Acute toxicity, 28-day repeated-dose toxicity and toxicokinetic study of timosaponin BII in rats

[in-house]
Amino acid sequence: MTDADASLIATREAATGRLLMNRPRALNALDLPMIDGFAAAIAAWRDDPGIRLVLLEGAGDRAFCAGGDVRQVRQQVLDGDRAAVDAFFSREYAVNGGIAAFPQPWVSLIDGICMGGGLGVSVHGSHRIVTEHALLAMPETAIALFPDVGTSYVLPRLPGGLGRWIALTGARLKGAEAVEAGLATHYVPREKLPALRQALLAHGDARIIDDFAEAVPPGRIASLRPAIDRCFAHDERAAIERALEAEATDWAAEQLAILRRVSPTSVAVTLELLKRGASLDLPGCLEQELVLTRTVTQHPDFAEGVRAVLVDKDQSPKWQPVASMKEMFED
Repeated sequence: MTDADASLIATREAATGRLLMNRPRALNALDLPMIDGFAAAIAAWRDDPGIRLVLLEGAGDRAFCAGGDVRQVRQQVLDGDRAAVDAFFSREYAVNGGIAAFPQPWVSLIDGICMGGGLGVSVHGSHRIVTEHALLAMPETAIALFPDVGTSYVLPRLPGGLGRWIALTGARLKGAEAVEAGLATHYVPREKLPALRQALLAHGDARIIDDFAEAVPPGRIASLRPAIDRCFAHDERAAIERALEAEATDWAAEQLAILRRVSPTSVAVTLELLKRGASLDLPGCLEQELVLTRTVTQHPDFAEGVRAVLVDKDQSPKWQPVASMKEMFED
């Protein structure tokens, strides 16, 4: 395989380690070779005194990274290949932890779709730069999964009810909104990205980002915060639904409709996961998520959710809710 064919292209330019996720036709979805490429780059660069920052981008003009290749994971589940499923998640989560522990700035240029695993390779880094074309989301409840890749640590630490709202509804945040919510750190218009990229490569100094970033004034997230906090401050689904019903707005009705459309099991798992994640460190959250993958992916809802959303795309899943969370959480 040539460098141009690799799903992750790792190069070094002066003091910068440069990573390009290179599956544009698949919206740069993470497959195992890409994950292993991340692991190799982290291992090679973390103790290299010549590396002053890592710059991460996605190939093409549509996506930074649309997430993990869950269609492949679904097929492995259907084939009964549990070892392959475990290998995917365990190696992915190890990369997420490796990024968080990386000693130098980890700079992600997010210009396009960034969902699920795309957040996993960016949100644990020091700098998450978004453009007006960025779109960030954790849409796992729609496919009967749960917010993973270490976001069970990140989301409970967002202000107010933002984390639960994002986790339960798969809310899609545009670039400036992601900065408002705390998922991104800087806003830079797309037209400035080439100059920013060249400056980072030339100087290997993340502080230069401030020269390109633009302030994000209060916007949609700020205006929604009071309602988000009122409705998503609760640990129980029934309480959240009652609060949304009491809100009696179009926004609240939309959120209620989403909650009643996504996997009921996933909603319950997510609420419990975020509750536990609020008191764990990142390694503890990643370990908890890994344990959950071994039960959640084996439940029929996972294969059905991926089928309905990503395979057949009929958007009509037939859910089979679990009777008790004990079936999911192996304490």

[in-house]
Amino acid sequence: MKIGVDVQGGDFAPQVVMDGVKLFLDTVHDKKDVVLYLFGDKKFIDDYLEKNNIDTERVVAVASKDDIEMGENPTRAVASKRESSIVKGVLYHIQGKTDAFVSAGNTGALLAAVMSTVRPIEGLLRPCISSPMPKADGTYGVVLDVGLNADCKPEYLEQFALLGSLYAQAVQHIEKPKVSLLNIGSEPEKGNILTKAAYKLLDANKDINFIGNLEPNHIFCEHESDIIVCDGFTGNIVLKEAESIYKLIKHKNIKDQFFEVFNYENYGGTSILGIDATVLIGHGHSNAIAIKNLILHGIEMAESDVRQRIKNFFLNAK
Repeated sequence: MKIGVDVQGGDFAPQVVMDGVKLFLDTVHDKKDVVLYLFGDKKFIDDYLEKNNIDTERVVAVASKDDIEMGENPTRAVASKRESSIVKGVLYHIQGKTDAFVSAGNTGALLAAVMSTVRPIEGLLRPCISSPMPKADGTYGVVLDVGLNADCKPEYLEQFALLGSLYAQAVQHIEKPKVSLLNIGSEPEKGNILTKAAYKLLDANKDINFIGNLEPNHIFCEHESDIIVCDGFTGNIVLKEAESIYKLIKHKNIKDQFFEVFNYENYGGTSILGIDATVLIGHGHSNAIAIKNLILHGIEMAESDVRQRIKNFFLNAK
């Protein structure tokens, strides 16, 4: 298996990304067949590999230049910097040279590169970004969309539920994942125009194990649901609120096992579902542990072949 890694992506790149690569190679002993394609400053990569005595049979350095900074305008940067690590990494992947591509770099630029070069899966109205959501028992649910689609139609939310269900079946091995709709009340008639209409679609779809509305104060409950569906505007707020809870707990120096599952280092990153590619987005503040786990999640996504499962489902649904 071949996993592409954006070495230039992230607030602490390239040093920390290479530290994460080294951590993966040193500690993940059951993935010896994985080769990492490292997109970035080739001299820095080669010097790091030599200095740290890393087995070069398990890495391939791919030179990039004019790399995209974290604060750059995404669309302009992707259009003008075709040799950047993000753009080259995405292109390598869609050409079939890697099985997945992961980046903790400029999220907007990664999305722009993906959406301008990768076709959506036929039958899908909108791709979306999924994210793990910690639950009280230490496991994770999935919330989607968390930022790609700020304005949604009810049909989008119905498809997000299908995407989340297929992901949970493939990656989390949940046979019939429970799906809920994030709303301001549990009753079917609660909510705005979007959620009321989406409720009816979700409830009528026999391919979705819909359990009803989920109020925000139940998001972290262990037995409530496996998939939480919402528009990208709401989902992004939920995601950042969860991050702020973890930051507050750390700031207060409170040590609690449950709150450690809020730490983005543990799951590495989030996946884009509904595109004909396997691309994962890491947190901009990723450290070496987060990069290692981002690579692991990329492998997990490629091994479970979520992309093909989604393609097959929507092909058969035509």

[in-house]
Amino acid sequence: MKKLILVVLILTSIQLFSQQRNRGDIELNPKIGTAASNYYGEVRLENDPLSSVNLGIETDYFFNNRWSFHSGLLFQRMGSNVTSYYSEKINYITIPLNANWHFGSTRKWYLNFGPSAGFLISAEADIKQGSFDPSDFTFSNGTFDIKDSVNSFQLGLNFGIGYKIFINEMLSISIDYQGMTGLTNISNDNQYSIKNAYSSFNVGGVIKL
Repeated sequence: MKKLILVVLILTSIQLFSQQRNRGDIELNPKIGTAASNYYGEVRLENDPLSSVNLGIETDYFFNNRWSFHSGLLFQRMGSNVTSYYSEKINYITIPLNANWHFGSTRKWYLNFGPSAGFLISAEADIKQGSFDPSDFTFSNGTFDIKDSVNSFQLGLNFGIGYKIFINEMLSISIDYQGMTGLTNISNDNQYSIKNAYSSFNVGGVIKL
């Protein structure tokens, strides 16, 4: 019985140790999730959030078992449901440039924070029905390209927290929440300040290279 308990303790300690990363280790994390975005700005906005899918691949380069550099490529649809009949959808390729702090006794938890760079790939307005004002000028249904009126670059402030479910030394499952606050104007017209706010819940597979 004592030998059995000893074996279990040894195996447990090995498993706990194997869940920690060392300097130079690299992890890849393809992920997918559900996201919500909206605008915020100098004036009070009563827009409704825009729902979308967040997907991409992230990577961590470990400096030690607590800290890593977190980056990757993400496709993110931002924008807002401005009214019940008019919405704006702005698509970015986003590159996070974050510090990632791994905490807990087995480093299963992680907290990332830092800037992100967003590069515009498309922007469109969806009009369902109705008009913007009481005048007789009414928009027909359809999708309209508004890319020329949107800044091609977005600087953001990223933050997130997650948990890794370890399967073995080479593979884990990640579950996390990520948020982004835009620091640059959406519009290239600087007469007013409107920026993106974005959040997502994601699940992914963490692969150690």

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Timosaponin BII (TBII), a major steroidal saponin isolated from Anemarrhena asphodeloides Bge., displays a variety of promising pharmacological activities, such as neuroprotection, enhancement of learning and memory, vascular protection and inhibition of platelet aggregation; therefore, it has been developed as a pharmaceutical for prevention or treatment of dementia. Given the safety concerns surrounding timosaponins and the absence of studies on the safety of TBII, the potential toxicity of TBII was evaluated in toxicity and toxicokinetic studies in rats. In the acute oral toxicity study, loose stools were observed in rats receiving 4000 mg/kg, and the symptoms recovered within 1 day. In the 28-day repeated-dose oral toxicity and toxicokinetic study, rats receiving 540 mg/kg showed loose stools and a slight deceleration of body weight growth in both sexes, and the females also showed a slight decrease in food consumption. Moreover, urinalysis indicated reversible treatment-related toxicity in rats receiving 540 mg/kg. The toxicokinetic study demonstrated a dose-dependent increase in systematic exposure to TBII after 28 successive days of oral treatment with TBII. The accumulation coefficients of TBII were 4.35, 1.70 and 1.81, respectively, in rats that received 60, 180 and 540 mg/kg. The no-observed-adverse-effect level (NOAEL) is proposed to be 180 mg/kg.

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